The out-of-order execution engine 203 is where the micro-instructions are prepared for execution. The out-of-order execution logic has a number of buffers to smooth out and re-order the flow of micro-instructions to optimize performance as they go down the pipeline and get scheduled for execution. The allocator logic allocates the machine buffers and resources that each uop needs in order to execute. The register renaming logic renames logic registers onto entries in a register file. The allocator also allocates an entry for each uop in one of the two uop queues, one for memory operations and one for non-memory operations, in front of the instruction schedulers: memory scheduler, fast scheduler 202, slow/general floating point scheduler 204, and simple floating point scheduler 206. The uop schedulers 202, 204, 206, determine when a uop is ready to execute based on the readiness of their dependent input register operand sources and the availability of the execution resources the uops need to complete their operation. The fast scheduler 202 of this embodiment can schedule on each half of the main clock cycle while the other schedulers can only schedule once per main processor clock cycle. The schedulers arbitrate for the dispatch ports to schedule uops for execution.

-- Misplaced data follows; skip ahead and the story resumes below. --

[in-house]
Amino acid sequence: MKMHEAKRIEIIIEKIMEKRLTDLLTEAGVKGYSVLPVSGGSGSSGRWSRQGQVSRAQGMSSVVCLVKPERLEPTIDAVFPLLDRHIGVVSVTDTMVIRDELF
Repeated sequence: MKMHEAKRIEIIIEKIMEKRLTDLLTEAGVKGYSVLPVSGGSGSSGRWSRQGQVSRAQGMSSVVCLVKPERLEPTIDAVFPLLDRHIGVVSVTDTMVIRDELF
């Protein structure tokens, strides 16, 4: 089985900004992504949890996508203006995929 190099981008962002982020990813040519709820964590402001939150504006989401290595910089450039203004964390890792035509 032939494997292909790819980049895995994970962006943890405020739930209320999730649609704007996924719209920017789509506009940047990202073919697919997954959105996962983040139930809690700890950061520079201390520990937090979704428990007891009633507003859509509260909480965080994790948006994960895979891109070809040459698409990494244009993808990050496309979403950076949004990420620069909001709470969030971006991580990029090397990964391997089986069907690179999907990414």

Register files 208, 210, sit between the schedulers 202, 204, 206, and the execution units 212, 214, 216, 218, 220, 222, 224 in the execution block 211. There is a separate register file 208, 210, for integer and floating point operations, respectively. In other embodiments, the integer and floating point registers may be located in the same register file. Each register file 208, 210, of this embodiment also includes a bypass network that can bypass or forward just completed results that have not yet been written into the register file to new dependent uops. The integer register file 208 and the floating point register file 210 are also capable of communicating data with the other. For one embodiment, the integer register file 208 is split into two separate register files, one register file for the low order 32 bits of data and a second register file for the high order 32 bits of data. The floating point register file 210 of one embodiment has 128 bit wide entries because floating point instructions typically have operands from 64 to 128 bits in width.